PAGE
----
Thirty years ago Starbucks was a single store in Seattle's Pike Place Market selling premium roasted coffee. Today Starbucks is a global roaster and retailer of coffee with over 7,000 stores worldwide. Starbucks set out on its current course in the 1980s when the director of marketing came back from Italy enchanted with the Italian coffee house experience - the Starbucks experience was born. The company stresses providing superior customer service. The company's formula met with spectacular success in the U.S., where Starbucks went from a relative unknown to one of the best known brands in the country. This paper will discuss the role of ethics and compliance within the Starbucks financial environment. It will also evaluate the company's financial performance over the past two years using several financial ratios.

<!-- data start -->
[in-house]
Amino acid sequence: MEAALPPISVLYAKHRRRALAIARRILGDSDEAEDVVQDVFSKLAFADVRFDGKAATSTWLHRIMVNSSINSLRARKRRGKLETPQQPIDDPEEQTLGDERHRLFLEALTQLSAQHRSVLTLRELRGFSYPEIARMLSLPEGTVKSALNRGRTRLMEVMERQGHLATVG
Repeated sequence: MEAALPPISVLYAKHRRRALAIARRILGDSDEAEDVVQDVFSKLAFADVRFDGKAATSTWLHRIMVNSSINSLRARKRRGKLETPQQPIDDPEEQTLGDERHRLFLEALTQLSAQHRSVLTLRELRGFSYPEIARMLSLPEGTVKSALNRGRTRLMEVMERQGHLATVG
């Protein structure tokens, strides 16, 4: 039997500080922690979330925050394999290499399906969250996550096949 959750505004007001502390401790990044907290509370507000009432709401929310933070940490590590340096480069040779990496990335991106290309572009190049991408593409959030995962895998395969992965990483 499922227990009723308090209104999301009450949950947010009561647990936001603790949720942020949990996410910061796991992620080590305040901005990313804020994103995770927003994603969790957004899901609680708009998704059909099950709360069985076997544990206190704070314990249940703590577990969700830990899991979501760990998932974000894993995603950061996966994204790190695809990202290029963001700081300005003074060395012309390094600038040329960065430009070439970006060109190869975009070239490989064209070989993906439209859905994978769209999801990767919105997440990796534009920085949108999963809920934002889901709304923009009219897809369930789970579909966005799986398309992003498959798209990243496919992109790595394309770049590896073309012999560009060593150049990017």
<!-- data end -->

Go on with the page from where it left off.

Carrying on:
Assessing the Role of Ethics and ComplianceThere is a "balance between profitability and social consciousness; companies that are authentic and ethical will do better in the long run than companies simply out to make an immediate profit.
Success is not an entitlement - it must be earned" (McClelland, 2007).
These profound statements are from Starbucks founder and chairman, Howard Schultz. Starbucks did not become a leader in the industry and a corporate icon by just selling great coffee, but by how Schultz takes ethics and compliance very seriously in the daily running of the company.
According to the official website of the Securities and Exchange Commission (SEC), their main goal is to protect investors, maintain fair, orderly, and efficient markets, and facilitate capital formation (SEC, 2008). After the stock market crash, Congress created the SEC in order to protect investors from the devastation the crash caused, and to supply them with more information to make better investing decisions. The law states that companies in the U.S. that publicly...